This Indian-originated delicacy is not only popular in Pakistan but is also a beloved beverage in Qatar. Workers from India and Pakistan who came to help with building Qatar’s infrastructure around the 1950s and 1960 brought Karak Chai to this country. Since then, it has become a big part of Qatar people’s daily lives.
Similar to any Pakistani chai, this pastime drink is a combination of boiling water, milk, and sugar. You can trace back its origin to the Indian subcontinent, where it always remains in high demand.
Doodh Patti is available at dhaba (roadside stalls) or chai wallah, but typically most households would make it at home. Some may even call this the “king of chai” in Pakistan, and not without good reasons.
The flavor is strong yet comforting, ideal for enjoying it leisurely after a hectic day. The balance between sugar and milk is just right while still strong enough to kick-start your day (or afternoon). It pairs well with samosa, a well-known street food specialty in the region.
Kashmiri Chai, also known as pink tea or Noon tea, is a traditional Indian beverage originating from the Kashmir Valley. Originally, Kashmiri Chai was salty (“Noon” means “salt” in the Kashmiri language), but Pakistanis add in sugar, making this sweeter.
Its signature color is not a result of artificial or natural coloring. Rather, it comes from the reaction of chlorophyll available in tea. Getting the right shade of pink is a daunting task. The key here is to experiment until you find the right ratio of water, leaves, and soda.
Unlike other types of chai which are typically made with black tea, Kashmiri chai recipes require the use of baking soda (not baking powder). You can buy pre-prepared Kashmiri chai at the market. However, it likely has artificial coloring.
Here is a closer look at Kashmiri chai and its story.
Pakistani Beverages With Unique Ingredients That Will Amaze Your Senses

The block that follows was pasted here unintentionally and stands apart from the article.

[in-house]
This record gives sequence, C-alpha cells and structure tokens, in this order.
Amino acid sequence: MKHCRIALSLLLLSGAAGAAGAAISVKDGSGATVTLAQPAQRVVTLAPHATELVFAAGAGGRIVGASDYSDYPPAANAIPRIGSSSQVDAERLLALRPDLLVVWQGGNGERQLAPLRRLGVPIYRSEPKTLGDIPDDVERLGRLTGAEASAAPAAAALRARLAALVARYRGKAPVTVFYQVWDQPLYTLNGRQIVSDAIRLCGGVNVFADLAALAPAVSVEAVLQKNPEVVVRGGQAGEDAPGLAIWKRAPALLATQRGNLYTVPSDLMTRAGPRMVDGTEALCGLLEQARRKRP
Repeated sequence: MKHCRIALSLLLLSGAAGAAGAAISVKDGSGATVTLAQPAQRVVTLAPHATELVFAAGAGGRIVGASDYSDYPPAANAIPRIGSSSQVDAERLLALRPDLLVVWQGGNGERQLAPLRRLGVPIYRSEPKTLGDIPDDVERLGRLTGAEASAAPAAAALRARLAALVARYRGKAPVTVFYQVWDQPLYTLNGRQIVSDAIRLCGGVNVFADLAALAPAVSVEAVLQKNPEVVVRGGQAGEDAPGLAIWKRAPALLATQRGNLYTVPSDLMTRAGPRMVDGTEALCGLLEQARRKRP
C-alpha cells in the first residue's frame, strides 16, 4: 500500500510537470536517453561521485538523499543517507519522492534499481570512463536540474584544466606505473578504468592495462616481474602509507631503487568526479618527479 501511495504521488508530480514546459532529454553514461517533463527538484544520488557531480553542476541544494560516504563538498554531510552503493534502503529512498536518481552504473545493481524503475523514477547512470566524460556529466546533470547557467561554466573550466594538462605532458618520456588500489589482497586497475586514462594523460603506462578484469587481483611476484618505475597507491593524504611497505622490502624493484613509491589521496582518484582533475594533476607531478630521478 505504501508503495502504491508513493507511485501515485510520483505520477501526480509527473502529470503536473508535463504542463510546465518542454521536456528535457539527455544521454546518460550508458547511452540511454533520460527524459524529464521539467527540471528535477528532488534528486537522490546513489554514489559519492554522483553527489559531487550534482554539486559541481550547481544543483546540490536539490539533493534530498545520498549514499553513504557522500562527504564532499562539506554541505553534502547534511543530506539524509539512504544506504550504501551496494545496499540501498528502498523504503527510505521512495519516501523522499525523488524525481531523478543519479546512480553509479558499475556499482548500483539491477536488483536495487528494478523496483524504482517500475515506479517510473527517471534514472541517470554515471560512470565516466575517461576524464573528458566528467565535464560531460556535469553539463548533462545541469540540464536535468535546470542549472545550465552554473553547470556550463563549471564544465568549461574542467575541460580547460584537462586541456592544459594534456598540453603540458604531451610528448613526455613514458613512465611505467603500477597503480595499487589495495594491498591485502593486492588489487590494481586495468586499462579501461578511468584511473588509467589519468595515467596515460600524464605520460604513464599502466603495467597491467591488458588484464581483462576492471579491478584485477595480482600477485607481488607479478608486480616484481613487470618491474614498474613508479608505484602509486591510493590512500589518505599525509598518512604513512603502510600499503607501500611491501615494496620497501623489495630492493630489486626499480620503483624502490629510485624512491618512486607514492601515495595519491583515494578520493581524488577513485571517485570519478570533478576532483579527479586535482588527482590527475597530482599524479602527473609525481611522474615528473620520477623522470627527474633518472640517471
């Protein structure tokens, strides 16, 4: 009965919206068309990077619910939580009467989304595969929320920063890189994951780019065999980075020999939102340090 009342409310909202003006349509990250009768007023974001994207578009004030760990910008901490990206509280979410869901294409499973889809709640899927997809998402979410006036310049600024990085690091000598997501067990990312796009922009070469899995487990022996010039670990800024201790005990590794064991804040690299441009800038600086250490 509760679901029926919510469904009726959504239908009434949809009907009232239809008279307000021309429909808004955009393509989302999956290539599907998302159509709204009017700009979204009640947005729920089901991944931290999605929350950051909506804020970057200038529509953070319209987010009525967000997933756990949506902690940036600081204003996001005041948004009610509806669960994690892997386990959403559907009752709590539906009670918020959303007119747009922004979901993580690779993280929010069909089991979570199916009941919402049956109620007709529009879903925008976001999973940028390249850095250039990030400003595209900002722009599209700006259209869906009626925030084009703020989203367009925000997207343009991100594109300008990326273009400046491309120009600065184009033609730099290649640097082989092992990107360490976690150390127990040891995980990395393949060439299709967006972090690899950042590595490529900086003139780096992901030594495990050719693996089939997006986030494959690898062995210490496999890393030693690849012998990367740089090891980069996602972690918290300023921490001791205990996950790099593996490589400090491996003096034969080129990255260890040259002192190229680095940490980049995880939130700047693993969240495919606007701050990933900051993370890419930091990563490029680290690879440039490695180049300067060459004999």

Those in this category are the drinks that include not-so-conventional main ingredients like soda, syrup, etc. Generally, these beverages often have milk or sugar, but they aren’t present too much in quantity like the Pakistani refreshments or teas in the above sections.
This is the most iconic drink of all. It’s a crime not to mention Lassi when talking about either Indian or Pakistani beverages. To make this milkshake-like drink, you need to blend water, yogurt, sugar or salt, spices, and a flavoring of your choice.
There are two main types of Lassi: salty (meethi lassi) and sweet (namkeen lassi). The classic version is the latter one. There’s nothing quite like enjoying a creamy and frothy Lassi at a street food vendor to combat the summer heat.
The most popular variant of all must be Pakistani-style Mango Lassi. Just like its name implies, this is a sweet combination of yogurt and everyone’s favorite fruit in summer. Its cooling qualities are even better (and more delicious) when you throw in fruits and vegetables!
Pakola is a product of Mehran Bottlers (Pvt.) Limited, a Pakistani manufacturer and retailer of carbonated beverages. It is one of the very few carbonated Pakistani-made drinks that are exported globally. The fizzy taste is the main reason why it is ideal for sipping at an iftar party.
Its name is a short form for Pakistan-cola. Since Pakola’s first introduction in 1950, there have been many variants from the company: Pakola Orange, Pakola Fresh Lime, Pakola Raspberry, etc. But none have overtaken the original drink.
From its green color to the logo with a star and crescent (similar to the Pakistani ﬂag), this “ice cream soda” forges the nation’s identity. Anywhere on the street, you would often find Pakistanis selling Pakola with milk, juices, or even Falooda (a kind of dessert).
If Lassi is the first thing people think of when asked about Pakistani drinks, then Pakola may come in second. Pakola is certainly one of Pakistan’s de facto national soft drinks (there’s another drink on this list that is also fit for this title, read more to find out).
Learn about the story of Pakola throughout the years here.
Sattu is a type of powdered flour that consists of various cereals and ground pulses. For an easier understanding, think of it as the Pakistani version of lemon barley water – a well-loved beverage in Australia. This drink is popular as the ingredients are cheap and readily available.
All you need are Sattu, spices, organic brown sugar (or jaggery), and a generous amount of lemon juice. Within less than 5 minutes, you can get yourself a summer favorite beverage!
Sipping this may avert your health problems thanks to the drink being nutrient-rich. There is protein and fiber from the flour, which can help with blood circulation, cardiac arrest, and kidney failure. Is there no reason to consume this lip-smacking drink every day?
Here‘s another carbonated Pakistani refreshment on the list. Doodh Soda includes just two simple items: milk and soda water. Isn’t it curious that these two ingredients often share the same space in most households’ refrigerators, yet not many have thought of combining them?